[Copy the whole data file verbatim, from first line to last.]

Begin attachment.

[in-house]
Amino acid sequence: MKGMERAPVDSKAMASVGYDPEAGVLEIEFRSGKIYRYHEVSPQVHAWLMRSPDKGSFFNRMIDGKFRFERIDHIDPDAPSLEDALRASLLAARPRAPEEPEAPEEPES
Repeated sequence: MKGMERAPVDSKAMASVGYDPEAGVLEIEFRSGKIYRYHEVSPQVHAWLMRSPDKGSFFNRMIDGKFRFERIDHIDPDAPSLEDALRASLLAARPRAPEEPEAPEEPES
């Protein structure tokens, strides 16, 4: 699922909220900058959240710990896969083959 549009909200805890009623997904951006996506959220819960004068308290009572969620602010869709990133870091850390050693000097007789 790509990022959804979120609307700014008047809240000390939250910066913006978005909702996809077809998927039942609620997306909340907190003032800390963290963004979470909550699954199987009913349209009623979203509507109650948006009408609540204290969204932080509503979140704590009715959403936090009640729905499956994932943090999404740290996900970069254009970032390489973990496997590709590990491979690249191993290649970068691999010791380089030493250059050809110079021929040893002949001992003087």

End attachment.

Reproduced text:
[in-house]
Amino acid sequence: MKGMERAPVDSKAMASVGYDPEAGVLEIEFRSGKIYRYHEVSPQVHAWLMRSPDKGSFFNRMIDGKFRFERIDHIDPDAPSLEDALRASLLAARPRAPEEPEAPEEPES
Repeated sequence: MKGMERAPVDSKAMASVGYDPEAGVLEIEFRSGKIYRYHEVSPQVHAWLMRSPDKGSFFNRMIDGKFRFERIDHIDPDAPSLEDALRASLLAARPRAPEEPEAPEEPES
């Protein structure tokens, strides 16, 4: 699922909220900058959240710990896969083959 549009909200805890009623997904951006996506959220819960004068308290009572969620602010869709990133870091850390050693000097007789 790509990022959804979120609307700014008047809240000390939250910066913006978005909702996809077809998927039942609620997306909340907190003032800390963290963004979470909550699954199987009913349209009623979203509507109650948006009408609540204290969204932080509503979140704590009715959403936090009640729905499956994932943090999404740290996900970069254009970032390489973990496997590709590990491979690249191993290649970068691999010791380089030493250059050809110079021929040893002949001992003087």